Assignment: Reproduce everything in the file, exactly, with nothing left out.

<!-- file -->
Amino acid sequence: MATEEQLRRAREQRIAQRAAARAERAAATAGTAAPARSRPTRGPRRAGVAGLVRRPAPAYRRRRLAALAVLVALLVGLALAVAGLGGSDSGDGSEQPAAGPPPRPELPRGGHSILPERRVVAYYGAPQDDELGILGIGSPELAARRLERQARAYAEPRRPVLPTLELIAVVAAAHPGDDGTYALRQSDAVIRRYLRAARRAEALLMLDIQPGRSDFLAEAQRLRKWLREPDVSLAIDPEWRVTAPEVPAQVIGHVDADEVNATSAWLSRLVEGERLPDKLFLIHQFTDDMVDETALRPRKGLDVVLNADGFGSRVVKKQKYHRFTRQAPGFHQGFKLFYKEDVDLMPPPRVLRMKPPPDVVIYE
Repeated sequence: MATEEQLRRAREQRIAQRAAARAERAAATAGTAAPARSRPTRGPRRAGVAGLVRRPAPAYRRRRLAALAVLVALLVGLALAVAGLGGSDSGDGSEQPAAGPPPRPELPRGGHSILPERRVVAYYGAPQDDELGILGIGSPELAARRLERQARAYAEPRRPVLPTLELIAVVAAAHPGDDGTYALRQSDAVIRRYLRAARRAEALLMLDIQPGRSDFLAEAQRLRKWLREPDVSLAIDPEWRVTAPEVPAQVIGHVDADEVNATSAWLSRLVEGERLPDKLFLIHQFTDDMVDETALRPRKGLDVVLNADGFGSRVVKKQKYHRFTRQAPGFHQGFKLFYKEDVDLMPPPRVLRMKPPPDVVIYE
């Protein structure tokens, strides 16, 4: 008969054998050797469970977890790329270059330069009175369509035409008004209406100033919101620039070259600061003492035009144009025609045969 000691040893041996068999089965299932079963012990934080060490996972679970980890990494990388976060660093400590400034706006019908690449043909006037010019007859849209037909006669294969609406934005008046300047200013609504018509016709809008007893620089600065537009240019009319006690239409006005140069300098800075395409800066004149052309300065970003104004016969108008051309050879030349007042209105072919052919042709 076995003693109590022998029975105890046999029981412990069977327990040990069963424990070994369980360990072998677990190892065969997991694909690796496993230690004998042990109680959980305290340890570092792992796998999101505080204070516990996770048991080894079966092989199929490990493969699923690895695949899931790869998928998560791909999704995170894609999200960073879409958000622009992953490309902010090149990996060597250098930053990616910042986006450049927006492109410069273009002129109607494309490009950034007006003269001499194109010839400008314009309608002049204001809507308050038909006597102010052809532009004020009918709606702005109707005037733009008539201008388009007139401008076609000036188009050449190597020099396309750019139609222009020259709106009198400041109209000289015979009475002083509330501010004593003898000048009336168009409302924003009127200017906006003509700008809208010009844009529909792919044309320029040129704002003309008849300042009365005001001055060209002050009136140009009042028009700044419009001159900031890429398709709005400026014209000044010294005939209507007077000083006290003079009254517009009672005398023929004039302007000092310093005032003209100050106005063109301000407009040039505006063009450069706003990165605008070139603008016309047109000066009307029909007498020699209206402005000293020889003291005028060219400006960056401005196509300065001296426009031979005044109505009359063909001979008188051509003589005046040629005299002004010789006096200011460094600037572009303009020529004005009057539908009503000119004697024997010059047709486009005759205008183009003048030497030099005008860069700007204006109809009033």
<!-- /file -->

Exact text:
Amino acid sequence: MATEEQLRRAREQRIAQRAAARAERAAATAGTAAPARSRPTRGPRRAGVAGLVRRPAPAYRRRRLAALAVLVALLVGLALAVAGLGGSDSGDGSEQPAAGPPPRPELPRGGHSILPERRVVAYYGAPQDDELGILGIGSPELAARRLERQARAYAEPRRPVLPTLELIAVVAAAHPGDDGTYALRQSDAVIRRYLRAARRAEALLMLDIQPGRSDFLAEAQRLRKWLREPDVSLAIDPEWRVTAPEVPAQVIGHVDADEVNATSAWLSRLVEGERLPDKLFLIHQFTDDMVDETALRPRKGLDVVLNADGFGSRVVKKQKYHRFTRQAPGFHQGFKLFYKEDVDLMPPPRVLRMKPPPDVVIYE
Repeated sequence: MATEEQLRRAREQRIAQRAAARAERAAATAGTAAPARSRPTRGPRRAGVAGLVRRPAPAYRRRRLAALAVLVALLVGLALAVAGLGGSDSGDGSEQPAAGPPPRPELPRGGHSILPERRVVAYYGAPQDDELGILGIGSPELAARRLERQARAYAEPRRPVLPTLELIAVVAAAHPGDDGTYALRQSDAVIRRYLRAARRAEALLMLDIQPGRSDFLAEAQRLRKWLREPDVSLAIDPEWRVTAPEVPAQVIGHVDADEVNATSAWLSRLVEGERLPDKLFLIHQFTDDMVDETALRPRKGLDVVLNADGFGSRVVKKQKYHRFTRQAPGFHQGFKLFYKEDVDLMPPPRVLRMKPPPDVVIYE
């Protein structure tokens, strides 16, 4: 008969054998050797469970977890790329270059330069009175369509035409008004209406100033919101620039070259600061003492035009144009025609045969 000691040893041996068999089965299932079963012990934080060490996972679970980890990494990388976060660093400590400034706006019908690449043909006037010019007859849209037909006669294969609406934005008046300047200013609504018509016709809008007893620089600065537009240019009319006690239409006005140069300098800075395409800066004149052309300065970003104004016969108008051309050879030349007042209105072919052919042709 076995003693109590022998029975105890046999029981412990069977327990040990069963424990070994369980360990072998677990190892065969997991694909690796496993230690004998042990109680959980305290340890570092792992796998999101505080204070516990996770048991080894079966092989199929490990493969699923690895695949899931790869998928998560791909999704995170894609999200960073879409958000622009992953490309902010090149990996060597250098930053990616910042986006450049927006492109410069273009002129109607494309490009950034007006003269001499194109010839400008314009309608002049204001809507308050038909006597102010052809532009004020009918709606702005109707005037733009008539201008388009007139401008076609000036188009050449190597020099396309750019139609222009020259709106009198400041109209000289015979009475002083509330501010004593003898000048009336168009409302924003009127200017906006003509700008809208010009844009529909792919044309320029040129704002003309008849300042009365005001001055060209002050009136140009009042028009700044419009001159900031890429398709709005400026014209000044010294005939209507007077000083006290003079009254517009009672005398023929004039302007000092310093005032003209100050106005063109301000407009040039505006063009450069706003990165605008070139603008016309047109000066009307029909007498020699209206402005000293020889003291005028060219400006960056401005196509300065001296426009031979005044109505009359063909001979008188051509003589005046040629005299002004010789006096200011460094600037572009303009020529004005009057539908009503000119004697024997010059047709486009005759205008183009003048030497030099005008860069700007204006109809009033």